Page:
A grand jury is a type of common law jury; responsible for investigating alleged crimes, examining evidence, and issuing indictments. A grand jury is chosen from the same pool of people that provide trial jurors. Consequently grand juries tend to be composed of the same kinds of people who serve on regular, trial juries (like the juries in the O.J. Simpson civil and criminal cases).
A grand jury can compel witnesses to testify. During the proceeding, the defendant and his or her counsel are generally not present. The grand jury's decision is either "true bill" or "no true bill." Where they exist, grand juries are part of the system of checks and balances that prevents prosecutors from harassing citizens with groundless prosecution. Before a defendant is ever forced to defend himself, the grand jury must find a "true bill" and issue an indictment.
Most jurisdictions have abolished grand juries, replacing them with the preliminary hearing at which a judge hears evidence concerning the alleged offenses and makes a decision on whether the prosecution can proceed. However, grand juries are still used in a number of US jurisdictions.
The United States
Charges involving "capital or infamous crimes" under federal jurisdiction must be presented to a grand jury, under the Fifth Amendment to the United States Constitution. This has been interpreted to permit bypass of the grand jury for misdemeanor offenses, which can be charged by prosecutor's information.
Unlike many other provisions of the Bill of Rights, the Supreme Court has ruled that this requirement does not pertain to the state courts, and states are free to abolish grand juries.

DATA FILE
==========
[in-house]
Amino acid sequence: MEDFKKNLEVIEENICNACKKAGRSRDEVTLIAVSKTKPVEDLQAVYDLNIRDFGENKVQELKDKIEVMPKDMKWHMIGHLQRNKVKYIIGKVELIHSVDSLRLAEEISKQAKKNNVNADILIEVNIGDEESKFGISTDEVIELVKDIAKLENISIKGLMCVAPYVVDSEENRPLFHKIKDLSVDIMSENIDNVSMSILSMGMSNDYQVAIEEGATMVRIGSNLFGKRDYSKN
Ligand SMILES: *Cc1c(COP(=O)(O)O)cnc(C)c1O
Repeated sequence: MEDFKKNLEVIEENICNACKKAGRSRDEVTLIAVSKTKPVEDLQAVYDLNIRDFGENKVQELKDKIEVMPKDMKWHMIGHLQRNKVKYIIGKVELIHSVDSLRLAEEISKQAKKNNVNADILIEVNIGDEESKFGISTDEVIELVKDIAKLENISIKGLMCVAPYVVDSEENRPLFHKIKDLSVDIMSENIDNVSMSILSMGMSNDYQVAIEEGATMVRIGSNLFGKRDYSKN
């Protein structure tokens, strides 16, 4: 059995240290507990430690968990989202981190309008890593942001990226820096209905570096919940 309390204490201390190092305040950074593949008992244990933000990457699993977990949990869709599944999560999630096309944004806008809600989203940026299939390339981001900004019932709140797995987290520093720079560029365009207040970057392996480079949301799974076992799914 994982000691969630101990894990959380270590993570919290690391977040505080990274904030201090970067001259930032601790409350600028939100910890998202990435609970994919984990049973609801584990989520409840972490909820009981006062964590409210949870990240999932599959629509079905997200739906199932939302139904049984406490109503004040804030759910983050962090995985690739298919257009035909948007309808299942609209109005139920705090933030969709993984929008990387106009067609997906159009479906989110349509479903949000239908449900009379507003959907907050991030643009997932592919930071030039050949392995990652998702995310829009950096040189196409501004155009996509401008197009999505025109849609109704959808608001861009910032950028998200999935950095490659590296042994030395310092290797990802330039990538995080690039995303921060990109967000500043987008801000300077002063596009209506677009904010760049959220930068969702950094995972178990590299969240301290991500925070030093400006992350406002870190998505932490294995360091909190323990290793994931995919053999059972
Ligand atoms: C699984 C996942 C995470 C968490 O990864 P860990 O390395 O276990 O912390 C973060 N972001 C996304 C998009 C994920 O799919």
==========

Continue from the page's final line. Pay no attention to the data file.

Criticism of the Grand Jury
Some argue that the grand jury is unjust as the defendant is not represented by counsel and/or does not have the right to call witnesses.
In practice, a grand jury rarely acts in a manner contrary to the wishes of the prosecutor and as such many jurisdictions in the United States have replaced the formality of a grand jury with a procedure in which the prosecutor can issue charges by filing an information (also known as an accusation) which is followed by a preliminary hearing before a judge at which both the defendant and his or her counsel are present.
In some jurisdictions, defendants have the option of testifying before the grand jury. Police officers who are accused of crimes in the course of their jobs, such as after the shooting of a suspect, sometimes take the opportunity to give the grand jury their side of the story. Grand juries in such situations frequently refuse to indict.
In all US jurisdictions retaining the grand jury, the defendant has the privilege under the Fifth Amendment not to give self-incriminating testimony. However, the prosecutor can call the defendant to testify and require the defendant to assert the privilege on a question-by-question basis, which is prohibited in jury trials unless the defendant has voluntarily testified on his own behalf. Other evidentiary rules applicable to trials (such as the hearsay rule) are generally not applicable to grand jury proceedings.